Then in 2009, once again under Congress ruling, MNS workers protested outside theatres in Maharashtra, demanding that 'Bombay' be renamed 'Mumbai' in Karan Johar's Wake Up Sid. Johar eventually apologised for the "mistake" and agreed to bring back the film reels and re-dub Bombay to Mumbai.

So will Azmi bring charges of collusion against MNS and Congress? Where there any backroom deals under way then?

It is nobody's case that a ruffian can hold a state machinery to ransom. But Azmi would know that just she has every right to dissent against the government, political parties, too, have the right to stage protests. It isn't as if the state was watching in rapt admiration when Thackeray unleashed his goons. So the basis on which she fields a theory of "collusion" isn't clear.

Azmi then launched an elaborate tirade against banning of Pakistani artists.

"By banning film actors from Pakistan is the Kashmir problem going to be solved? Is any problem going to be solved at all?"

Once again, it isn't clear what she meant because the Centre, through foreign secretary S Jaishankar, has made it clear that people-to-people connect will continue and the home ministry has said India has no problems in issuing visas to Pakistani artists.

So whom was Azmi venting her frustration at?

On why Karan Johar did meet the MNS when the CM had promised security, Azmi floated another theory but in doing so, based it on a giant leap of faith.

"I do not think it is simple as it looks. Karan would have been very reassured after the HM assured safe passage. Something else has transpired which we have not been able to see. And it is on the basis of that that Karan had to approach the CM. Isn't that apparent?"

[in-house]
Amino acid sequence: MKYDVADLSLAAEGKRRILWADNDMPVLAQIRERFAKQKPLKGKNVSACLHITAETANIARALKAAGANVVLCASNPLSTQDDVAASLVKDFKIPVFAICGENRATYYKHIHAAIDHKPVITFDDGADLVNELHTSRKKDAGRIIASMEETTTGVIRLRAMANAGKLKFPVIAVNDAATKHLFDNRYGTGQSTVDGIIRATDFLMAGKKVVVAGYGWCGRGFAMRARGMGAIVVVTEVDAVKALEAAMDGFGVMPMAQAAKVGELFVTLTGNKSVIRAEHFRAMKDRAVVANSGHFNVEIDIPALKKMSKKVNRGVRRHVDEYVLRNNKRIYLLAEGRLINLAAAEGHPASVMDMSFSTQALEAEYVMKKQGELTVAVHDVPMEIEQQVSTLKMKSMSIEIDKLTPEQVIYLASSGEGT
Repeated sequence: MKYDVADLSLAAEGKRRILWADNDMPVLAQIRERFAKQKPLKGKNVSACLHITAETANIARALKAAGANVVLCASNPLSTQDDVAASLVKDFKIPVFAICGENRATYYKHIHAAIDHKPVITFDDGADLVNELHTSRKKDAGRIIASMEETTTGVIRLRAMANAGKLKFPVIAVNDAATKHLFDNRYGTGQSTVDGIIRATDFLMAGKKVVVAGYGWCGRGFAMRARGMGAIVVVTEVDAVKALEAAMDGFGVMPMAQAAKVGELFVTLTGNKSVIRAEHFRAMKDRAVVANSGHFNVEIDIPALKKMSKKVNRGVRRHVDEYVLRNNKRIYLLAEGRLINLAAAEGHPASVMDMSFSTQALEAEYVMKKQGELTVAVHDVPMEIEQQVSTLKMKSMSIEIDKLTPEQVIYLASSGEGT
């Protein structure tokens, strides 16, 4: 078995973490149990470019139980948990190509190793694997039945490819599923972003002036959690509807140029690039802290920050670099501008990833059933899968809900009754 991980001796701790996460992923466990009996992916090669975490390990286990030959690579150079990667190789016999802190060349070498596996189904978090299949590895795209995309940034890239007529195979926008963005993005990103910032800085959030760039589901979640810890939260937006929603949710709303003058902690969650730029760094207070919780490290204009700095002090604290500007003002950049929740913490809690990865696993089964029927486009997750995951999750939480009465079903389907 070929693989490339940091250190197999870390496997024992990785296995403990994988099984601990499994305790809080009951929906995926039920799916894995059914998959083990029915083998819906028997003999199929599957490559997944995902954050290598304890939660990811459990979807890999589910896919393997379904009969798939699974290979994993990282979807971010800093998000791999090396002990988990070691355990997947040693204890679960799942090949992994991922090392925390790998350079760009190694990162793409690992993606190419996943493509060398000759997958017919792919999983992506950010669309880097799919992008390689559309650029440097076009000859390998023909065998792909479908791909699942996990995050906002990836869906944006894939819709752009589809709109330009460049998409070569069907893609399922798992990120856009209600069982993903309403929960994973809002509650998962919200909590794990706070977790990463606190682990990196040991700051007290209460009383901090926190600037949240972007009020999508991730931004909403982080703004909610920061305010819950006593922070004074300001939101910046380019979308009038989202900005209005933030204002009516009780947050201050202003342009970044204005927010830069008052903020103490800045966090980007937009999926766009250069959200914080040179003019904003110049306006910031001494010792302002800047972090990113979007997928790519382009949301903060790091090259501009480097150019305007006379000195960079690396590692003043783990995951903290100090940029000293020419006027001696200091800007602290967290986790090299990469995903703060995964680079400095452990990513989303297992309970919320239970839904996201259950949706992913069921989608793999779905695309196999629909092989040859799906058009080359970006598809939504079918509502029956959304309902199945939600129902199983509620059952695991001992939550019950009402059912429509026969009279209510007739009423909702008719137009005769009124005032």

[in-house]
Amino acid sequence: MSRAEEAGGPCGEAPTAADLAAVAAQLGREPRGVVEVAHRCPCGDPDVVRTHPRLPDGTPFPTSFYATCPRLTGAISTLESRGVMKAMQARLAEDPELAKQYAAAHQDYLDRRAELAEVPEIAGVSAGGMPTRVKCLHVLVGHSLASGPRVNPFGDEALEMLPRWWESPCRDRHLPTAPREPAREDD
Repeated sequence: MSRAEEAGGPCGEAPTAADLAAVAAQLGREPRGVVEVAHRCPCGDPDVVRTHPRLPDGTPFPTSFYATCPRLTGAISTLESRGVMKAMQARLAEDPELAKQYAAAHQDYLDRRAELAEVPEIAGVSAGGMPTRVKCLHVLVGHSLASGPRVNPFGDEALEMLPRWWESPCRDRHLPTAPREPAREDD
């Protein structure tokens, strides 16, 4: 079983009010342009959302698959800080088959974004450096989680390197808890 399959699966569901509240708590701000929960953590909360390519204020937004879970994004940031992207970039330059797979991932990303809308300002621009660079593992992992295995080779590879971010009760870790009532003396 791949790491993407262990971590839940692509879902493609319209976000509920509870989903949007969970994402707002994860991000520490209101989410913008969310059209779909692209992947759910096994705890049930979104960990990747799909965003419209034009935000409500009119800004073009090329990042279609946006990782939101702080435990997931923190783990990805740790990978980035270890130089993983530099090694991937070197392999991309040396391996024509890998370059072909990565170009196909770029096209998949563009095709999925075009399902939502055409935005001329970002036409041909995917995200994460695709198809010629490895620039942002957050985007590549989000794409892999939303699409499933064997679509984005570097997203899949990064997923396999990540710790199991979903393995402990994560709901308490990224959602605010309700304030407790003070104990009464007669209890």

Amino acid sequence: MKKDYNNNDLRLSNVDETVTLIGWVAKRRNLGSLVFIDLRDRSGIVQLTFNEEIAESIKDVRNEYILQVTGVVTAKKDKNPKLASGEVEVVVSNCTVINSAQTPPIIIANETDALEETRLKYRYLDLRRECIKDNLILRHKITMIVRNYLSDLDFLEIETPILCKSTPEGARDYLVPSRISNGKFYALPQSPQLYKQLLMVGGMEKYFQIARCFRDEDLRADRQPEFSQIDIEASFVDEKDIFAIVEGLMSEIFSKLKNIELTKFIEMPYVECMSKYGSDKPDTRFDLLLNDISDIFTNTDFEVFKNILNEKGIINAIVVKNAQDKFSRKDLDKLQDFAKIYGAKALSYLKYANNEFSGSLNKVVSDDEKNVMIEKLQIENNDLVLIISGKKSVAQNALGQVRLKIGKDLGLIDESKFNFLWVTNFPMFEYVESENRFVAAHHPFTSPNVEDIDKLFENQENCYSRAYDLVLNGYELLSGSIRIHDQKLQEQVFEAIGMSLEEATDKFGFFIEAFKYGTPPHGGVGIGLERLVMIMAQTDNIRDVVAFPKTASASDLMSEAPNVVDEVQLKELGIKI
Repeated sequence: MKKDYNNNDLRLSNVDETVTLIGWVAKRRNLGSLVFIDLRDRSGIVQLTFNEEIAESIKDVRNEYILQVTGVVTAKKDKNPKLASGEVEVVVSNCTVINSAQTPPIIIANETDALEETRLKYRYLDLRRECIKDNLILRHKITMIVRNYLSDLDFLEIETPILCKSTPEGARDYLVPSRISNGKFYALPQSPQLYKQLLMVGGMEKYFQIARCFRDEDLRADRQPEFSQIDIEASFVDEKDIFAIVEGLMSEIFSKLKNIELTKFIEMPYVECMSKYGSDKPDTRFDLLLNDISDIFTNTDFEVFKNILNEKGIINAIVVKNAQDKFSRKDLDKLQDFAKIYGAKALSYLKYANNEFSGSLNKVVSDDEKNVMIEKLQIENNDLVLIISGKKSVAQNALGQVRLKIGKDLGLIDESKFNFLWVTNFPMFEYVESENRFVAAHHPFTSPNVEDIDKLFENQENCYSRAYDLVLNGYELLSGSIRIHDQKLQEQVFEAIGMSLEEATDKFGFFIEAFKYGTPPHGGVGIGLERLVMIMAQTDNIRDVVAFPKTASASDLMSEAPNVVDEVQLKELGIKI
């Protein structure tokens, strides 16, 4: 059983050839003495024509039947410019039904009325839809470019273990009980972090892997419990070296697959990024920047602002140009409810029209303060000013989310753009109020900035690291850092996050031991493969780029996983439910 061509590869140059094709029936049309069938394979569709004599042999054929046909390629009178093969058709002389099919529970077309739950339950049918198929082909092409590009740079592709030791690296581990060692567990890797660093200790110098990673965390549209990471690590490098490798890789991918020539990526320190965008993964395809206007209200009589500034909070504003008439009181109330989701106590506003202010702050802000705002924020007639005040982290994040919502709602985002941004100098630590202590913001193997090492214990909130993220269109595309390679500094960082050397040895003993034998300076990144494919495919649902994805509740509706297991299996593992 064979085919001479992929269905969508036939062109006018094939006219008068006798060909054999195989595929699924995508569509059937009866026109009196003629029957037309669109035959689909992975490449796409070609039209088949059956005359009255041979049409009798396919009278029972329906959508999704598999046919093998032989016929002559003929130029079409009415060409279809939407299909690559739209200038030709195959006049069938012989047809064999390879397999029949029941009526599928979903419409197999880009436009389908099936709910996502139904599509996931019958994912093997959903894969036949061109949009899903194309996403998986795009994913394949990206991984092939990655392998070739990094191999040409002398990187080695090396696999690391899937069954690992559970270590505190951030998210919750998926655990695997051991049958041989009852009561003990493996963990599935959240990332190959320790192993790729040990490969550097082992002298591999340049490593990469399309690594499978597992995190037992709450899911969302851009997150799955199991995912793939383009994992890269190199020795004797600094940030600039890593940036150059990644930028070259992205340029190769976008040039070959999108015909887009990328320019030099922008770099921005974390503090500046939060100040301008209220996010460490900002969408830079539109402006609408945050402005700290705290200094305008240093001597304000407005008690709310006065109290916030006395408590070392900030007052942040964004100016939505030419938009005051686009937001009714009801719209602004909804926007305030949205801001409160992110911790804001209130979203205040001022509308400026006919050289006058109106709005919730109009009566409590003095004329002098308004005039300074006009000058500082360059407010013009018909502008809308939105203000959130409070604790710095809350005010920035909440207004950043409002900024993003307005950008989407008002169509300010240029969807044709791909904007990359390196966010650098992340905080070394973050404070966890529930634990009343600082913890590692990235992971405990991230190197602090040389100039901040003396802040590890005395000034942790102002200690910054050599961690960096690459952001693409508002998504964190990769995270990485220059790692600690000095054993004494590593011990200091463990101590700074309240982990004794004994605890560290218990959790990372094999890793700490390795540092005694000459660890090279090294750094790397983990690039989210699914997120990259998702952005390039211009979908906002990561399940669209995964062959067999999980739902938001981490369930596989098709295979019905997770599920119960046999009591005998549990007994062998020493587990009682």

During a meeting with a few journalists following the controversy, Fadnavis clarified that Guild "did not want to meet Thackeray at his residence and asked if I would hold the meeting here. Since I was keen on a resolution of the issue, I agreed."

He further said: "The Guild approached me to discuss the problem with MNS. At the meeting, I made it very clear that the government will not compromise on law and order. I cited the fact that my police force had cracked the whip against 12 MNS activists and would do the same if they took the law in their hands."

To this, Azmi said: "Ha ha ha ha. How innocent! I don't buy that for a second."

On the interviewer's prompt that Fadnavis said it was Johar who volunteered for the donation, not Raj Thackeray, Azmi said: "I don't believe it. I don't believe it at all. I think to even ask of such a thing is very insulting to the army. And I am very proud of the army."

It is absolutely fantastic the way she shows absolute certainty in her arguments that stretch all boundaries of imagination. She appears dismissive of facts and spins elaborate conspiracy theories with the deftness of a Ludhianvi Shayari.

 


Published Date: Oct 26, 2016 05:42 pm | Updated Date: Oct 26, 2016 05:42 pm